Another day in America and another mass shooting. This time, at least one gunman armed with three firearms killed 12 people and wounded others at the Washington Navy Yard.The gunman also was killed.
Now comes the ritual with which Americans are too familiar: an explosion of media coverage exploring what happened and telling the story of the alleged shooter identified as Aaron Alexis, a 34-year-old Navy veteran and what might have motivated him. Then comes another round in the debate over gun control in a nation armed to the teeth, a nation seemingly incapable of keeping a few of those weapons from people who are mentally unstable and bent on a bizarre crusade of vengeance against innocent people.
This time, though, the pattern of mass shootings has taken a symbolic turn. The shots on Monday erupted just blocks from the Capitol where the National Rifle Association has managed to block bills proposing significant changes in the nations gun laws. And it comes just days after the gun rights movement in Colorado a state that has endured a high school slaughter in Columbine and a movie audience raked with gunfire in Aurora successfully recalled from office two state senators who backed a successful effort to strengthen gun laws.
Faith in safety
The resistance to gun control is driven by a combination of money from U.S. gun manufacturers and a fervent belief among some gun owners that assault-style rifles and easily obtained handguns increase the safety of American citizens. But two of the recent mass shootings, one at Fort Hood in Texas and Mondays event, took place within military facilities where there was no shortage of guns. The area that was targeted by the Navy Yard gunman was part of the headquarters for Naval Sea Systems Command.About 3,000 people work at the headquarters, many of them civilians, but there were armed guards and military personnel authorized to carry weapons.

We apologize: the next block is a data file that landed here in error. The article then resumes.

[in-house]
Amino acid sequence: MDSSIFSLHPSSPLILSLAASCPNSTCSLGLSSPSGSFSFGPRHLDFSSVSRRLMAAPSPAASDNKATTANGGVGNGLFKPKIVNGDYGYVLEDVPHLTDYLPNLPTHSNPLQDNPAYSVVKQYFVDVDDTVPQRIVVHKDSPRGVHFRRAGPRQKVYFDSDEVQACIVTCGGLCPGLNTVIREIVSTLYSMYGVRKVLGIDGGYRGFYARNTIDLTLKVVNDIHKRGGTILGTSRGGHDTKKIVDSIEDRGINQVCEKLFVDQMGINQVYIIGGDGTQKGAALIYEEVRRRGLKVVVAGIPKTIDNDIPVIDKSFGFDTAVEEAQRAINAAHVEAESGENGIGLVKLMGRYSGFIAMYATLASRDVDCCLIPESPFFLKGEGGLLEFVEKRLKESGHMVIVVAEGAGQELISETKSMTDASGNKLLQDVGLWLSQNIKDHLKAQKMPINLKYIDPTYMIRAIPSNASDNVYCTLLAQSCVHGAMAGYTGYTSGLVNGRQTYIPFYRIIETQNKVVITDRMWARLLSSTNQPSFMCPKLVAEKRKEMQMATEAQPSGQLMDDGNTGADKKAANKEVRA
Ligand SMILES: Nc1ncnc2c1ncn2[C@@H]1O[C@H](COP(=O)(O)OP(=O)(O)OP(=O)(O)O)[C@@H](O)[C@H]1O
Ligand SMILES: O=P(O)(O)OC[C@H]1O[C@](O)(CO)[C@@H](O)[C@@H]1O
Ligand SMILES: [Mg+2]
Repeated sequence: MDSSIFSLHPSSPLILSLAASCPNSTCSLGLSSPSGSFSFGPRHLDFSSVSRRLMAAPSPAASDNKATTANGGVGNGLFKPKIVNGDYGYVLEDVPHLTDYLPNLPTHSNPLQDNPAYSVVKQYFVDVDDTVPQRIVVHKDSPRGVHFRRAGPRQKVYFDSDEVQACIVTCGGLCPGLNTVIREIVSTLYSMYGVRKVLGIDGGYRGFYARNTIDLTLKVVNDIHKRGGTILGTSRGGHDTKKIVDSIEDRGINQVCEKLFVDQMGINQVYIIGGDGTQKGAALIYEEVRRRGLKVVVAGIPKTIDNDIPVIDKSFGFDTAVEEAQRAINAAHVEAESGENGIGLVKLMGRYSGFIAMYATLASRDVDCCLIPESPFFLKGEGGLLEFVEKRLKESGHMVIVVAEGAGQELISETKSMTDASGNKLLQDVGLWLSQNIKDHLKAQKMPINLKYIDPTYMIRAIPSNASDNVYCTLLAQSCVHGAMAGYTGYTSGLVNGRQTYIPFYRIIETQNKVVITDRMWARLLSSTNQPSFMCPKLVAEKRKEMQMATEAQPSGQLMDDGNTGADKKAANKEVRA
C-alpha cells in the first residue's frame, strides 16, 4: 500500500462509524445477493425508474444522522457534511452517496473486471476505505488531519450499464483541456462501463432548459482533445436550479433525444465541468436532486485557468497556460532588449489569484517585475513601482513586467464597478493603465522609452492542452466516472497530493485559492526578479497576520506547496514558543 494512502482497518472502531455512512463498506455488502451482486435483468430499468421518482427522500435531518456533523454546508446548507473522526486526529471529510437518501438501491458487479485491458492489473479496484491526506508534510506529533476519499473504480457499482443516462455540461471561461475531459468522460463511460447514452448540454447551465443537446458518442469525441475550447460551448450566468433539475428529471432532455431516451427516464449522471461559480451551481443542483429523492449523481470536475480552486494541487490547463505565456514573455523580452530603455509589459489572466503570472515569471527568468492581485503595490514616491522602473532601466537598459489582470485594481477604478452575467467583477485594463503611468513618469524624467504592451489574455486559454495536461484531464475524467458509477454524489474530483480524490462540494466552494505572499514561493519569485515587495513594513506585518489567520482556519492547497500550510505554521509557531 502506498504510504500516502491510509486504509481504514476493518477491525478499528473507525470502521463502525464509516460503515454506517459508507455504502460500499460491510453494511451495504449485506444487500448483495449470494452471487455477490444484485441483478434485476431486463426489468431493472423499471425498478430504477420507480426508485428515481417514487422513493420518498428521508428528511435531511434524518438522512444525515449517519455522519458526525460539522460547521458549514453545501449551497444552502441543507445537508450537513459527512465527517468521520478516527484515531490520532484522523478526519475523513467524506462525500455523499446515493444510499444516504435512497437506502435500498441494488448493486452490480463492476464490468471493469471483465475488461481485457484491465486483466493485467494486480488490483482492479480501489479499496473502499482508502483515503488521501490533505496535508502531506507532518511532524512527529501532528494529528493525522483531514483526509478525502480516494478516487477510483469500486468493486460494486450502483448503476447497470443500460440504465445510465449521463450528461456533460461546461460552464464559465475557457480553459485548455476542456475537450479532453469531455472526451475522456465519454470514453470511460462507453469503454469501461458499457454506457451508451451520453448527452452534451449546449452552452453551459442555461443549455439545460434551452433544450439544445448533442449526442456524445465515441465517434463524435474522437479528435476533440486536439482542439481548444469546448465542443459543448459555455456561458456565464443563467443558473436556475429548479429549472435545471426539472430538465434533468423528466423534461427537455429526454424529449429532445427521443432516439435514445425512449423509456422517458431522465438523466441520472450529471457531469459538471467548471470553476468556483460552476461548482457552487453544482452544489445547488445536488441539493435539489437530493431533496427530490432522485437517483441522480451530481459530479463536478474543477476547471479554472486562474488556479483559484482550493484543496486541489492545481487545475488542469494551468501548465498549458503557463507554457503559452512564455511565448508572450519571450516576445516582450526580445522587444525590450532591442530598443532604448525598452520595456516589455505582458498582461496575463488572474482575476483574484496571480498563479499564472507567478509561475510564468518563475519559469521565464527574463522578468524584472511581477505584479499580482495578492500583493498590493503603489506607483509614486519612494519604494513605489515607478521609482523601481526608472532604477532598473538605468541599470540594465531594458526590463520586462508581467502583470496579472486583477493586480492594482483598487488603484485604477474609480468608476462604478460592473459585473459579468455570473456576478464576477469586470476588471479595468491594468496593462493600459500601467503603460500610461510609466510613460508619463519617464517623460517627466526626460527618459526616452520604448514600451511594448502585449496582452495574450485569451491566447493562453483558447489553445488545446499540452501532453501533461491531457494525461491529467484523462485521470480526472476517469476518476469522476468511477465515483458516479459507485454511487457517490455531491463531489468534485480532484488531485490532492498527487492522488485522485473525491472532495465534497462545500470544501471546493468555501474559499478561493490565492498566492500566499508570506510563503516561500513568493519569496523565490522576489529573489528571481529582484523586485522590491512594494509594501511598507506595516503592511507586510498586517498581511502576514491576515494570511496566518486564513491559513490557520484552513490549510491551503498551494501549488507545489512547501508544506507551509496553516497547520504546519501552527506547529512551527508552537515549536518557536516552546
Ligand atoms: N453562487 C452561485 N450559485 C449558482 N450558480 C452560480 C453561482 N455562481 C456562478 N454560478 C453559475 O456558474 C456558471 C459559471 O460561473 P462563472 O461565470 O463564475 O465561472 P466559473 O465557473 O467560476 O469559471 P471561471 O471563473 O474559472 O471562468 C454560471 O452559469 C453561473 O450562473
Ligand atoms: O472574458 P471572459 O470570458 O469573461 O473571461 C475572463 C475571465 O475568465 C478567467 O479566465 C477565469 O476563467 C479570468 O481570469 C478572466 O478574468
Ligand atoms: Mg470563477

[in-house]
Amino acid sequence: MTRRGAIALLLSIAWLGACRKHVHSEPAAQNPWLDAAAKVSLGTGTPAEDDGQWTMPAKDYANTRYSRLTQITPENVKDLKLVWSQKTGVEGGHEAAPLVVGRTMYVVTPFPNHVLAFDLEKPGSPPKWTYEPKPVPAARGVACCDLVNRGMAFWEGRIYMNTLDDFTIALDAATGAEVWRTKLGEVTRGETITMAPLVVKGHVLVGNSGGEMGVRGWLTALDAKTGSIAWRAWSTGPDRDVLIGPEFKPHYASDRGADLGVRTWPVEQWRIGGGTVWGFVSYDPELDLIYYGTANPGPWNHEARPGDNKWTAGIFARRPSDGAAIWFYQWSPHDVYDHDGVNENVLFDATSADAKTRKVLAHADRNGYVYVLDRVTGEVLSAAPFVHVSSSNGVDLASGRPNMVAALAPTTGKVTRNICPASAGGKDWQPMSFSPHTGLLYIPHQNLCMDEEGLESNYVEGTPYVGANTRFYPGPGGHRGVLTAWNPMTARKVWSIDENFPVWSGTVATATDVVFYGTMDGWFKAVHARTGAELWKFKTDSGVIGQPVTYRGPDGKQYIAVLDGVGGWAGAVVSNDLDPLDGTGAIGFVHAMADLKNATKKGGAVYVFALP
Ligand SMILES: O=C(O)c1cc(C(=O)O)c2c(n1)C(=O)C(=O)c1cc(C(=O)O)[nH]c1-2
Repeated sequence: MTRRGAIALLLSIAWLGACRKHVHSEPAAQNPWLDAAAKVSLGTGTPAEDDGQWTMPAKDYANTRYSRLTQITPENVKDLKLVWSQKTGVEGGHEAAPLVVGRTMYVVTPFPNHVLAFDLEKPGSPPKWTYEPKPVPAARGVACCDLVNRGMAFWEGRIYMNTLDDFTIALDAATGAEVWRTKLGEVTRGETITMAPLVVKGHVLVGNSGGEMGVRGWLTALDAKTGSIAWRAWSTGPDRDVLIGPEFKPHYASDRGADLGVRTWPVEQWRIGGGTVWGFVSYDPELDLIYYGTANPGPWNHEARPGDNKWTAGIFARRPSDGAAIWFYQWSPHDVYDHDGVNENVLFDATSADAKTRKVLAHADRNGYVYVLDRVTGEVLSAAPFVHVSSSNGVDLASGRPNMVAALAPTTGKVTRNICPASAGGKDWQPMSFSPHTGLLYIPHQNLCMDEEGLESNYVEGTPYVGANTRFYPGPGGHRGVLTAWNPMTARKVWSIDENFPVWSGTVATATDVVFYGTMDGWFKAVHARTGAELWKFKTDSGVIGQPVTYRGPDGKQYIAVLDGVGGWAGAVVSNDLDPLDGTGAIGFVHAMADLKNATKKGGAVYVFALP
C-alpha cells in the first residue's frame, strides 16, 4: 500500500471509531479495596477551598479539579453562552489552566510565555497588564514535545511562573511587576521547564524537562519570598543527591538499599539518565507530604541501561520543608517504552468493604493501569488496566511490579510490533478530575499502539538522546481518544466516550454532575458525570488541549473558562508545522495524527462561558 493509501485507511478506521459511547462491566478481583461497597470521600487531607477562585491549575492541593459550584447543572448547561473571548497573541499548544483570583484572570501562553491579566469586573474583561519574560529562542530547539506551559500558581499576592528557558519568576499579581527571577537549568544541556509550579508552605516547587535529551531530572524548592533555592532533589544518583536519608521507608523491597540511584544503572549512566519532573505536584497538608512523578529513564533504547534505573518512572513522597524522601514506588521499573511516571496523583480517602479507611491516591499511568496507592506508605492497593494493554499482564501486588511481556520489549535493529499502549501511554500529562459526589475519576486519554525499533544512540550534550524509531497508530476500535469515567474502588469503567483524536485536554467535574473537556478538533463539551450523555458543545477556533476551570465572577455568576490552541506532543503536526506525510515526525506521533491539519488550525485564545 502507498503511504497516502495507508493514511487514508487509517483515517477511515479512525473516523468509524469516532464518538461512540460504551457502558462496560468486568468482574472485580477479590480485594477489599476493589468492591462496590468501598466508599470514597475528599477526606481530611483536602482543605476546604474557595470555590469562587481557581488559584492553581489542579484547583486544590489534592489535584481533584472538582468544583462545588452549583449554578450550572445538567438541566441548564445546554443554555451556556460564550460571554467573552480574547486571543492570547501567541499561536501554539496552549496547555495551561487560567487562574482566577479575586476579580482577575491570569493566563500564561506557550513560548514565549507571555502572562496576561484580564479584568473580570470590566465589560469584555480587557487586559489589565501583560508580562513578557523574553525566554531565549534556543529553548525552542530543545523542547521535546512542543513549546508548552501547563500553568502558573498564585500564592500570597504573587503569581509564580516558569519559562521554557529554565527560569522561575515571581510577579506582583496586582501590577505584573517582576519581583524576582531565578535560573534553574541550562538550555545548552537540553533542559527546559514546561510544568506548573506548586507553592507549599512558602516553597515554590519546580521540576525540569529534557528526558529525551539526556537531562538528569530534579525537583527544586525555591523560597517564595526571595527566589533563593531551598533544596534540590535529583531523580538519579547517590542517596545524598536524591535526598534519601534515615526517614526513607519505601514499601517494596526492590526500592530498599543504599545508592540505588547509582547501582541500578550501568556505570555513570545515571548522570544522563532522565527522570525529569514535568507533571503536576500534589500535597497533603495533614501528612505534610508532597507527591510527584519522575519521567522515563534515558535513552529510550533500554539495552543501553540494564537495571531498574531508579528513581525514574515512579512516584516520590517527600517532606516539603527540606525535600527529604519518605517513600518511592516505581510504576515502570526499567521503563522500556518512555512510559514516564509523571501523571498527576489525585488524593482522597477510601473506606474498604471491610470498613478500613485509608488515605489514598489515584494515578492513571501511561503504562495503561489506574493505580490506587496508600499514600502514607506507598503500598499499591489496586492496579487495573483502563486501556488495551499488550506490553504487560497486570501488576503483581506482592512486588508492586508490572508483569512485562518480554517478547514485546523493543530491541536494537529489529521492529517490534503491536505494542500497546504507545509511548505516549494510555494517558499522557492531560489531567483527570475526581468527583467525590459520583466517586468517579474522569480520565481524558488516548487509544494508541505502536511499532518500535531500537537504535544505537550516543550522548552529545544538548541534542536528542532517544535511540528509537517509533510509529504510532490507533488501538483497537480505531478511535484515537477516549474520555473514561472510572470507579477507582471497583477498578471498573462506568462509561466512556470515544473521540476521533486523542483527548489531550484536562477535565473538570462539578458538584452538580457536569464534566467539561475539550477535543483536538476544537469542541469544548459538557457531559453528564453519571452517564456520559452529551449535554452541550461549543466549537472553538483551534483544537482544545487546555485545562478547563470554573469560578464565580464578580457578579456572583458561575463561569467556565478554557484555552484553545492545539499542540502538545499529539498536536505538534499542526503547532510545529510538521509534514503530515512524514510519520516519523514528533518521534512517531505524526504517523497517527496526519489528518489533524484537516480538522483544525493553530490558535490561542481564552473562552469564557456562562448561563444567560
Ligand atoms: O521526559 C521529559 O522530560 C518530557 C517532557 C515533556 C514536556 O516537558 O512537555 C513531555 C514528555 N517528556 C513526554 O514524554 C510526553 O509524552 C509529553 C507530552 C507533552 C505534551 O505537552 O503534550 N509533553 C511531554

The aspect of an attack on military personnel was on the mind of U.S. Sen. Mitch McConnell, the Senate minority leader who successfully led efforts to block new gun laws in April. He said in a statement that, The men and women in our military courageously put their lives on the line in many dangerous places around the world. Its painful for all of us to think about them having to worry about their safety when they come home, too.
Now the shootings have come home, or nearly so, to Congress and the lawmakers who do the will of the NRA. The Senate and its adjacent office buildings were locked down Monday.
But there is little reason to hope that the proximity of Americas latest mass murder will change the minds of enough lawmakers to make a difference. If the carnage at Sandy Hook with its toll of six adults and 20 first-graders was not enough, this wont be, either. Some new laws strengthening gun control passed in Democratically controlled states after Sandy Hook, but some Republican-controlled states including North Carolina instead relaxed limits on guns and where they can be carried.
Perversely, the Navy Yard shootings likely will bring another wave of gun purchases by people who fear that something might now be done about easy access to high-powered weapons. They need not run out to buy guns. Monday was a terrifying day in a corner of the nations capital, but it was also just another day in America.